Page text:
By Arianna Rodriguez
Meet the inspirational singer/songwriter Jennifer Vazquez. Vazquez has always had a passion for music and also had the integrity and determination to chase her dreams. She possesses a beautiful voice, mind, and spirit.
She has been called “a diamond in the LA sand.” Indie-Music.com says it best as a reviewer wrote, “There is something about this woman that makes you like her, not just as a singer, but as a person. She has the charisma that makes a star.” Vazquez is indeed a star, and has overcome many barriers in her life to become the incredible woman she is today.
This is Jennifer Vazquez’s story.
Take us back to the beginning. When did this all begin?
When I was very young, around three years old, I remember being on stage for a dance recital in a Raggedy Ann costume and holding a Raggedy Ann doll with seven other girls on stage. I was confident with the routine and felt great on stage. Around the age of five, I had the precocious thought of myself as an actress or singer, definitely on a stage. I actually wanted to be a triple threat – singer, dancer, and actress.
What was your childhood like?
I was a heavy kid, and insecure. At the age of nine, I found out my parents were getting a divorce. At school I was always funny and likeable on the outside, but inside I wasn’t really happy; I was just faking it. When I would go home I would be upset and depressed. The only way I released my feelings was through writing. I loved expressing my feelings!
Wow, experiencing that and being such a young child, it’s impressive you had such a mature reaction to such an uncontrollable and negative situation.
Yes, I felt I had to. I recall watching my father shave in the bathroom just a few weeks prior to getting the divorce, and he started crying. He looked at me and said “I don’t want to leave you.” I comforted my dad, not showing any pain and replied, “It’s okay daddy, don’t worry about it.” That exact moment is when I became an adult and I told myself I won’t be vulnerable ever again.
That is remarkable. So you never allowed yourself to be feel vulnerability?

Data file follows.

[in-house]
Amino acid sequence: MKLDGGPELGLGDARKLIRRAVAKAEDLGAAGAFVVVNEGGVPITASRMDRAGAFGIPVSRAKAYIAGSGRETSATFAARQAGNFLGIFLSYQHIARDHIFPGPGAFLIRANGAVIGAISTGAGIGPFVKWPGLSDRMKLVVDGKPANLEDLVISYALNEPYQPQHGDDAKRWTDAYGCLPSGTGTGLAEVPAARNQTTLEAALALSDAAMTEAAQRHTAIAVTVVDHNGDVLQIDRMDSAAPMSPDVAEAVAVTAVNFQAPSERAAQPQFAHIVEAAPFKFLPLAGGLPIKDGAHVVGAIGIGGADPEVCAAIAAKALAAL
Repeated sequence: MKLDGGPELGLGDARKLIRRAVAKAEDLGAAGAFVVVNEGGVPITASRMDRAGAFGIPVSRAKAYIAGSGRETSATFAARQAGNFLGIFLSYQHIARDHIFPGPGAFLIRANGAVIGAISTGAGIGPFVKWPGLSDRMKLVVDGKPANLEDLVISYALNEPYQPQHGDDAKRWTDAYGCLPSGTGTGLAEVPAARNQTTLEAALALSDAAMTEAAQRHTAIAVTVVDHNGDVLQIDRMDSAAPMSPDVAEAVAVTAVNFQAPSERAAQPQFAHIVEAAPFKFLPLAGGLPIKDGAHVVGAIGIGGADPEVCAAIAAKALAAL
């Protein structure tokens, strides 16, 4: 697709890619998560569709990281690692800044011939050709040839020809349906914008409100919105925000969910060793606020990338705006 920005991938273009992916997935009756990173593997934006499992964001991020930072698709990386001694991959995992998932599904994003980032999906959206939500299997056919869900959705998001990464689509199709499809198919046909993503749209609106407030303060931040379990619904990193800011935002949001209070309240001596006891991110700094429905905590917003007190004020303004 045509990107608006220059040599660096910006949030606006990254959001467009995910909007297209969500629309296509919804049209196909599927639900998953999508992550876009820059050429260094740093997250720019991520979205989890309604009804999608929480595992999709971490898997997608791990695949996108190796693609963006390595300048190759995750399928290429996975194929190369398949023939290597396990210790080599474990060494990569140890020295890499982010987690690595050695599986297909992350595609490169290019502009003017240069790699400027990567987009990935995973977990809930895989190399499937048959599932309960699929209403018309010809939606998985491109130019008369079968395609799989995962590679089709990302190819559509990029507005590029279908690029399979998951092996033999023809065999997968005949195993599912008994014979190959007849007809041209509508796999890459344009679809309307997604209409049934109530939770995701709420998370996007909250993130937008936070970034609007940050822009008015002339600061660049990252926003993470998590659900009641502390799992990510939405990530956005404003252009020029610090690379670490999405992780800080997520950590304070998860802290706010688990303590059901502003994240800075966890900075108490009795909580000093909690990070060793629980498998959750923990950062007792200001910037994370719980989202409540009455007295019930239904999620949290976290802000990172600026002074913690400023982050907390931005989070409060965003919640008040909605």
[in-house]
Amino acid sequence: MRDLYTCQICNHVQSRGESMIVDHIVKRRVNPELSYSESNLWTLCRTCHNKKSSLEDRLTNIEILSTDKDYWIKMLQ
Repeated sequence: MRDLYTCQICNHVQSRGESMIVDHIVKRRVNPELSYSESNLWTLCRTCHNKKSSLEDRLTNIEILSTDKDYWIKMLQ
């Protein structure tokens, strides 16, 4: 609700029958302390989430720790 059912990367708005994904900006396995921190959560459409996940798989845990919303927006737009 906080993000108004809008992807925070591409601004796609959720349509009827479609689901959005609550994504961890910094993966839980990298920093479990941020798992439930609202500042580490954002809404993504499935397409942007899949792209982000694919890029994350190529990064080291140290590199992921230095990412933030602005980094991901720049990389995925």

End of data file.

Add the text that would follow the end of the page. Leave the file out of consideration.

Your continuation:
Well, fast forward to 2002-2009, I lived in Los Angeles, and when I moved back to New York, that’s when I attempted to be vulnerable. Moving back to New York allowed me to be grounded and accepting and build a good community. I was able to dissect my life and let go of everything negative, including resentment. I contacted and spoke to every person who I hurt within the past few years. I learned that a healthy level of vulnerability was necessary. I practiced being both courageous and vulnerable every day, and it helped me as a songwriter. If I allow myself to be vulnerable, I then have the potential to inspire people. I am willing to get hurt, take risks, and feel pain to understand others. I need to be vulnerable sometimes to have a bigger, abundant life.
That is really inspiring Jennifer. You mentioned your move to California, what encouraged that cross country relocation in 2002?
I had quit my job in New York to become an independent artist. I performed in front of a few managers working for record labels such as Atlantic Records, Java, and Sony. One manager told me that I don’t have what it takes, and that I wasn’t giving everything on stage, and that I needed to leave my blood, sweat, and tears.
I couldn’t argue because he was right; remember, at the time I was putting on this façade of invulnerability, which affected my ability to show passion and empathy. I decided to make the move to California and become vulnerable on the street. I performed on the streets of Hollywood, Santa Monica, and Venice Beach regularly to hone my songwriter and performance skills. In California, I gained a fan base, made strong friendships, and built a community.
You are now residing back in your hometown, Bronx, New York. What caused the move back to the East Coast?
As an artist, living in California for seven years, I felt I did everything I could’ve done in Los Angeles. I felt confusion about what’s next, because at the time I had yet to be signed to a label. In those seven years, I never thrived; I was always surviving with side street performances.
I got into a traffic accident, which destroyed my car, and I ran out of money trying to fix it, so I decided to….